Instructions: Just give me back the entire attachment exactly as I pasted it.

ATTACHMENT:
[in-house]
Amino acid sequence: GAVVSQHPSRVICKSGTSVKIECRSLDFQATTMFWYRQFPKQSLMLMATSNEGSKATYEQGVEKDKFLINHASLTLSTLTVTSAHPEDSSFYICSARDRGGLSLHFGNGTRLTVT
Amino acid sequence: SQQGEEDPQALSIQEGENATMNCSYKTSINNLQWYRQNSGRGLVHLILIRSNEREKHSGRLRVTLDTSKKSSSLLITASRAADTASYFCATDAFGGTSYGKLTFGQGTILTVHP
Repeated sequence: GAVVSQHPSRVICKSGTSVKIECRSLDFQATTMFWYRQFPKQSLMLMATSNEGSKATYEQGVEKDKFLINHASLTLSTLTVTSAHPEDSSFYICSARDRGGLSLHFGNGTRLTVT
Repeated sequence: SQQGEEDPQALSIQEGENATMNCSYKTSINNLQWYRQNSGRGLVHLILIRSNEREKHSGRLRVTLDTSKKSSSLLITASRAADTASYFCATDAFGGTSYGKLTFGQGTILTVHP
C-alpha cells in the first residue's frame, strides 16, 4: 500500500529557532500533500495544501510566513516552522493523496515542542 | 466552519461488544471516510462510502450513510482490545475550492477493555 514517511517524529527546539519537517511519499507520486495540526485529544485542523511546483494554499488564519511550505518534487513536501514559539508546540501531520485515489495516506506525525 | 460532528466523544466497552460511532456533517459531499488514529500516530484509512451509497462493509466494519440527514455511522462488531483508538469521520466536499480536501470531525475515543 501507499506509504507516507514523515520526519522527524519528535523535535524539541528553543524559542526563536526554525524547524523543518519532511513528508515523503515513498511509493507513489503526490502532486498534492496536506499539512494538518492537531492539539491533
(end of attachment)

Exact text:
[in-house]
Amino acid sequence: GAVVSQHPSRVICKSGTSVKIECRSLDFQATTMFWYRQFPKQSLMLMATSNEGSKATYEQGVEKDKFLINHASLTLSTLTVTSAHPEDSSFYICSARDRGGLSLHFGNGTRLTVT
Amino acid sequence: SQQGEEDPQALSIQEGENATMNCSYKTSINNLQWYRQNSGRGLVHLILIRSNEREKHSGRLRVTLDTSKKSSSLLITASRAADTASYFCATDAFGGTSYGKLTFGQGTILTVHP
Repeated sequence: GAVVSQHPSRVICKSGTSVKIECRSLDFQATTMFWYRQFPKQSLMLMATSNEGSKATYEQGVEKDKFLINHASLTLSTLTVTSAHPEDSSFYICSARDRGGLSLHFGNGTRLTVT
Repeated sequence: SQQGEEDPQALSIQEGENATMNCSYKTSINNLQWYRQNSGRGLVHLILIRSNEREKHSGRLRVTLDTSKKSSSLLITASRAADTASYFCATDAFGGTSYGKLTFGQGTILTVHP
C-alpha cells in the first residue's frame, strides 16, 4: 500500500529557532500533500495544501510566513516552522493523496515542542 | 466552519461488544471516510462510502450513510482490545475550492477493555 514517511517524529527546539519537517511519499507520486495540526485529544485542523511546483494554499488564519511550505518534487513536501514559539508546540501531520485515489495516506506525525 | 460532528466523544466497552460511532456533517459531499488514529500516530484509512451509497462493509466494519440527514455511522462488531483508538469521520466536499480536501470531525475515543 501507499506509504507516507514523515520526519522527524519528535523535535524539541528553543524559542526563536526554525524547524523543518519532511513528508515523503515513498511509493507513489503526490502532486498534492496536506499539512494538518492537531492539539491533